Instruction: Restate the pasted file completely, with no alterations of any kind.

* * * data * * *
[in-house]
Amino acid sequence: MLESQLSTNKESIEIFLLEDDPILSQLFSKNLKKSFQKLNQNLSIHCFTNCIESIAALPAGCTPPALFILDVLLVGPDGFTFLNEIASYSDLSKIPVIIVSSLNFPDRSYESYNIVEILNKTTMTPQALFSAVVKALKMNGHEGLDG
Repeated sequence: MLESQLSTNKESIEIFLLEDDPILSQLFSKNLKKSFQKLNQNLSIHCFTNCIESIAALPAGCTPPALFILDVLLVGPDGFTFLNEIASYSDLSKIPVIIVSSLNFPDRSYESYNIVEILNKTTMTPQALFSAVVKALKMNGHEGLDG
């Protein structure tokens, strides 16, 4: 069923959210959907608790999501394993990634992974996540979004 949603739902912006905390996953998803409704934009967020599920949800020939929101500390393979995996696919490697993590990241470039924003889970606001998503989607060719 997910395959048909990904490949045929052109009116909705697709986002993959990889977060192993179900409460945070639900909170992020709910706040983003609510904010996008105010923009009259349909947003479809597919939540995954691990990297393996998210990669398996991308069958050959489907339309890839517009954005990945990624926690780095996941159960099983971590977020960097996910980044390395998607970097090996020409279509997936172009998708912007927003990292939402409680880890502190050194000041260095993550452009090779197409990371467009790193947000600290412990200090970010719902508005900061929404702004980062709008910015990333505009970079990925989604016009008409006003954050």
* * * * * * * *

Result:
[in-house]
Amino acid sequence: MLESQLSTNKESIEIFLLEDDPILSQLFSKNLKKSFQKLNQNLSIHCFTNCIESIAALPAGCTPPALFILDVLLVGPDGFTFLNEIASYSDLSKIPVIIVSSLNFPDRSYESYNIVEILNKTTMTPQALFSAVVKALKMNGHEGLDG
Repeated sequence: MLESQLSTNKESIEIFLLEDDPILSQLFSKNLKKSFQKLNQNLSIHCFTNCIESIAALPAGCTPPALFILDVLLVGPDGFTFLNEIASYSDLSKIPVIIVSSLNFPDRSYESYNIVEILNKTTMTPQALFSAVVKALKMNGHEGLDG
């Protein structure tokens, strides 16, 4: 069923959210959907608790999501394993990634992974996540979004 949603739902912006905390996953998803409704934009967020599920949800020939929101500390393979995996696919490697993590990241470039924003889970606001998503989607060719 997910395959048909990904490949045929052109009116909705697709986002993959990889977060192993179900409460945070639900909170992020709910706040983003609510904010996008105010923009009259349909947003479809597919939540995954691990990297393996998210990669398996991308069958050959489907339309890839517009954005990945990624926690780095996941159960099983971590977020960097996910980044390395998607970097090996020409279509997936172009998708912007927003990292939402409680880890502190050194000041260095993550452009090779197409990371467009790193947000600290412990200090970010719902508005900061929404702004980062709008910015990333505009970079990925989604016009008409006003954050």